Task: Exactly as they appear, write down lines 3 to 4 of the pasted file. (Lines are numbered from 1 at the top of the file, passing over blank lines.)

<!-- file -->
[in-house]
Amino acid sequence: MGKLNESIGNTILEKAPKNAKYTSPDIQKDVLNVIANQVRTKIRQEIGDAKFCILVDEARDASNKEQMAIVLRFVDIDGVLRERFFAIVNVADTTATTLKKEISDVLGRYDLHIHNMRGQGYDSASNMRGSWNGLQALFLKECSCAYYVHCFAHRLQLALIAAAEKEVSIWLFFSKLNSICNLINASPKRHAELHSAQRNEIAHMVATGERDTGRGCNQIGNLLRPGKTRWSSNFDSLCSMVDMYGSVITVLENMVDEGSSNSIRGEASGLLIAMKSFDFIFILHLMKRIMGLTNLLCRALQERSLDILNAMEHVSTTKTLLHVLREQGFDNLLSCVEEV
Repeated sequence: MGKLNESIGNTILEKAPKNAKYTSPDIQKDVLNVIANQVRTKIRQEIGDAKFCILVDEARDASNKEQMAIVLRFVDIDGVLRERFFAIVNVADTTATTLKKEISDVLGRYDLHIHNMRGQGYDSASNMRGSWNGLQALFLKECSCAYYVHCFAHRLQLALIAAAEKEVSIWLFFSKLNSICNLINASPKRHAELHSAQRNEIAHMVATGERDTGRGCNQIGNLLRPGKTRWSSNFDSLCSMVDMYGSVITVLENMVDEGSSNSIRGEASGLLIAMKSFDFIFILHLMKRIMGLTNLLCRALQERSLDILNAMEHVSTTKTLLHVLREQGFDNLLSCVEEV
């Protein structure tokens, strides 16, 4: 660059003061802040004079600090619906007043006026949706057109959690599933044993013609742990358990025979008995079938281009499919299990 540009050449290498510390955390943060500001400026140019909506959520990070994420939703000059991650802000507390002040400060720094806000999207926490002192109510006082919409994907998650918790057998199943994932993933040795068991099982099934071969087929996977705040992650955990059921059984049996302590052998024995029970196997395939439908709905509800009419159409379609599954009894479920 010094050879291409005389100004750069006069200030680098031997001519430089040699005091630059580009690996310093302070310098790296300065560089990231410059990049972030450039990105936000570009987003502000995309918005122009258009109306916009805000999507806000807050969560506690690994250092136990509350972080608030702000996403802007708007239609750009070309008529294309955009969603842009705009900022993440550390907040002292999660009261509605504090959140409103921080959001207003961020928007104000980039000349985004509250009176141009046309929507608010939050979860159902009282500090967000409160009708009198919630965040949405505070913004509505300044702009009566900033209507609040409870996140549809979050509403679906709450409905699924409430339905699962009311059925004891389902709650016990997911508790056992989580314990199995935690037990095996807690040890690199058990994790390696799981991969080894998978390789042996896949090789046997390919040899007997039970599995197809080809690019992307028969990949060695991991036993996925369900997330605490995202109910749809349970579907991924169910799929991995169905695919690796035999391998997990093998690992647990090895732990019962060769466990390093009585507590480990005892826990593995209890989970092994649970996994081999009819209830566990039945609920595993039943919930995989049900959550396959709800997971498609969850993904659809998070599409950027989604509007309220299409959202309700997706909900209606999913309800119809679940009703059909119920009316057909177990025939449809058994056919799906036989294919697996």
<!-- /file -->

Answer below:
Repeated sequence: MGKLNESIGNTILEKAPKNAKYTSPDIQKDVLNVIANQVRTKIRQEIGDAKFCILVDEARDASNKEQMAIVLRFVDIDGVLRERFFAIVNVADTTATTLKKEISDVLGRYDLHIHNMRGQGYDSASNMRGSWNGLQALFLKECSCAYYVHCFAHRLQLALIAAAEKEVSIWLFFSKLNSICNLINASPKRHAELHSAQRNEIAHMVATGERDTGRGCNQIGNLLRPGKTRWSSNFDSLCSMVDMYGSVITVLENMVDEGSSNSIRGEASGLLIAMKSFDFIFILHLMKRIMGLTNLLCRALQERSLDILNAMEHVSTTKTLLHVLREQGFDNLLSCVEEV
């Protein structure tokens, strides 16, 4: 660059003061802040004079600090619906007043006026949706057109959690599933044993013609742990358990025979008995079938281009499919299990 540009050449290498510390955390943060500001400026140019909506959520990070994420939703000059991650802000507390002040400060720094806000999207926490002192109510006082919409994907998650918790057998199943994932993933040795068991099982099934071969087929996977705040992650955990059921059984049996302590052998024995029970196997395939439908709905509800009419159409379609599954009894479920 010094050879291409005389100004750069006069200030680098031997001519430089040699005091630059580009690996310093302070310098790296300065560089990231410059990049972030450039990105936000570009987003502000995309918005122009258009109306916009805000999507806000807050969560506690690994250092136990509350972080608030702000996403802007708007239609750009070309008529294309955009969603842009705009900022993440550390907040002292999660009261509605504090959140409103921080959001207003961020928007104000980039000349985004509250009176141009046309929507608010939050979860159902009282500090967000409160009708009198919630965040949405505070913004509505300044702009009566900033209507609040409870996140549809979050509403679906709450409905699924409430339905699962009311059925004891389902709650016990997911508790056992989580314990199995935690037990095996807690040890690199058990994790390696799981991969080894998978390789042996896949090789046997390919040899007997039970599995197809080809690019992307028969990949060695991991036993996925369900997330605490995202109910749809349970579907991924169910799929991995169905695919690796035999391998997990093998690992647990090895732990019962060769466990390093009585507590480990005892826990593995209890989970092994649970996994081999009819209830566990039945609920595993039943919930995989049900959550396959709800997971498609969850993904659809998070599409950027989604509007309220299409959202309700997706909900209606999913309800119809679940009703059909119920009316057909177990025939449809058994056919799906036989294919697996």